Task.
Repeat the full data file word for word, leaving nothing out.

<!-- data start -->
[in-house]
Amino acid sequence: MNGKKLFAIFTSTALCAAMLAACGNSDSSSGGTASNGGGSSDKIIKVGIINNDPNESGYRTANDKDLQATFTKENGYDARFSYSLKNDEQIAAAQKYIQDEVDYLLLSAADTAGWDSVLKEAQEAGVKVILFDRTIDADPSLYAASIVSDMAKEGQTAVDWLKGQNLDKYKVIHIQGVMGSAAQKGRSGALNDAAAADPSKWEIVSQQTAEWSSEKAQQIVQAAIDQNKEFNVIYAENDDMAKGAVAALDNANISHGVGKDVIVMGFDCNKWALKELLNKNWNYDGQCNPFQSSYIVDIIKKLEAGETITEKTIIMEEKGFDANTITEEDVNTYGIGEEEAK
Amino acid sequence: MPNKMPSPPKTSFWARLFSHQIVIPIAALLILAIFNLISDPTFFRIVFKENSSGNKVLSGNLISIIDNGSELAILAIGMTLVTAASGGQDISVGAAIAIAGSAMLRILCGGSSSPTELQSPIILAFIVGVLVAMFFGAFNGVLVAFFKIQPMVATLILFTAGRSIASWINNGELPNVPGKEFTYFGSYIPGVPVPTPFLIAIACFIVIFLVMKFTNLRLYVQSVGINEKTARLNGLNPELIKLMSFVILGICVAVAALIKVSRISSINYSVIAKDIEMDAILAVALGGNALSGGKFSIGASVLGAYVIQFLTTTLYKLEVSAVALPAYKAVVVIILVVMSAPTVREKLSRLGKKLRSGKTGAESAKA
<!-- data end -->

[in-house]
Amino acid sequence: MNGKKLFAIFTSTALCAAMLAACGNSDSSSGGTASNGGGSSDKIIKVGIINNDPNESGYRTANDKDLQATFTKENGYDARFSYSLKNDEQIAAAQKYIQDEVDYLLLSAADTAGWDSVLKEAQEAGVKVILFDRTIDADPSLYAASIVSDMAKEGQTAVDWLKGQNLDKYKVIHIQGVMGSAAQKGRSGALNDAAAADPSKWEIVSQQTAEWSSEKAQQIVQAAIDQNKEFNVIYAENDDMAKGAVAALDNANISHGVGKDVIVMGFDCNKWALKELLNKNWNYDGQCNPFQSSYIVDIIKKLEAGETITEKTIIMEEKGFDANTITEEDVNTYGIGEEEAK
Amino acid sequence: MPNKMPSPPKTSFWARLFSHQIVIPIAALLILAIFNLISDPTFFRIVFKENSSGNKVLSGNLISIIDNGSELAILAIGMTLVTAASGGQDISVGAAIAIAGSAMLRILCGGSSSPTELQSPIILAFIVGVLVAMFFGAFNGVLVAFFKIQPMVATLILFTAGRSIASWINNGELPNVPGKEFTYFGSYIPGVPVPTPFLIAIACFIVIFLVMKFTNLRLYVQSVGINEKTARLNGLNPELIKLMSFVILGICVAVAALIKVSRISSINYSVIAKDIEMDAILAVALGGNALSGGKFSIGASVLGAYVIQFLTTTLYKLEVSAVALPAYKAVVVIILVVMSAPTVREKLSRLGKKLRSGKTGAESAKA